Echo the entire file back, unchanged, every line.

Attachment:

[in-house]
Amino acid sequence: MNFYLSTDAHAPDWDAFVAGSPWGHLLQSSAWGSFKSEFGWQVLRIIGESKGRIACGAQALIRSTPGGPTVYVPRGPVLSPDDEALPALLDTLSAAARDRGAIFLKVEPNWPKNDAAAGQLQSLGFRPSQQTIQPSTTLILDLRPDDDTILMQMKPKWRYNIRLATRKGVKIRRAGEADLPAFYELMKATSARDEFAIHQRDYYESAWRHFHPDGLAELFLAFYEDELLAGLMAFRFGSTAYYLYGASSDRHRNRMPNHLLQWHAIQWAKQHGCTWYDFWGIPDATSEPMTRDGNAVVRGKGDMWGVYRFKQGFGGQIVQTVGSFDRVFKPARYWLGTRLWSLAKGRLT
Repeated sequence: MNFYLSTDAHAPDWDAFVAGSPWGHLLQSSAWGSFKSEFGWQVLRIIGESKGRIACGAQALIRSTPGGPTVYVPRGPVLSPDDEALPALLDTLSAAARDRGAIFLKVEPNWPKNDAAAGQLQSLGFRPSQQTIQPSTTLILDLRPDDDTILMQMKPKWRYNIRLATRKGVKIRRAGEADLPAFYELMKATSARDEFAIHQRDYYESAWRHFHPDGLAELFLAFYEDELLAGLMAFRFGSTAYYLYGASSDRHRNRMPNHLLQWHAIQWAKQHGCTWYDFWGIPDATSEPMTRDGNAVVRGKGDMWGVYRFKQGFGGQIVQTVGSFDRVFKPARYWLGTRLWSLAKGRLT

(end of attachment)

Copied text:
[in-house]
Amino acid sequence: MNFYLSTDAHAPDWDAFVAGSPWGHLLQSSAWGSFKSEFGWQVLRIIGESKGRIACGAQALIRSTPGGPTVYVPRGPVLSPDDEALPALLDTLSAAARDRGAIFLKVEPNWPKNDAAAGQLQSLGFRPSQQTIQPSTTLILDLRPDDDTILMQMKPKWRYNIRLATRKGVKIRRAGEADLPAFYELMKATSARDEFAIHQRDYYESAWRHFHPDGLAELFLAFYEDELLAGLMAFRFGSTAYYLYGASSDRHRNRMPNHLLQWHAIQWAKQHGCTWYDFWGIPDATSEPMTRDGNAVVRGKGDMWGVYRFKQGFGGQIVQTVGSFDRVFKPARYWLGTRLWSLAKGRLT
Repeated sequence: MNFYLSTDAHAPDWDAFVAGSPWGHLLQSSAWGSFKSEFGWQVLRIIGESKGRIACGAQALIRSTPGGPTVYVPRGPVLSPDDEALPALLDTLSAAARDRGAIFLKVEPNWPKNDAAAGQLQSLGFRPSQQTIQPSTTLILDLRPDDDTILMQMKPKWRYNIRLATRKGVKIRRAGEADLPAFYELMKATSARDEFAIHQRDYYESAWRHFHPDGLAELFLAFYEDELLAGLMAFRFGSTAYYLYGASSDRHRNRMPNHLLQWHAIQWAKQHGCTWYDFWGIPDATSEPMTRDGNAVVRGKGDMWGVYRFKQGFGGQIVQTVGSFDRVFKPARYWLGTRLWSLAKGRLT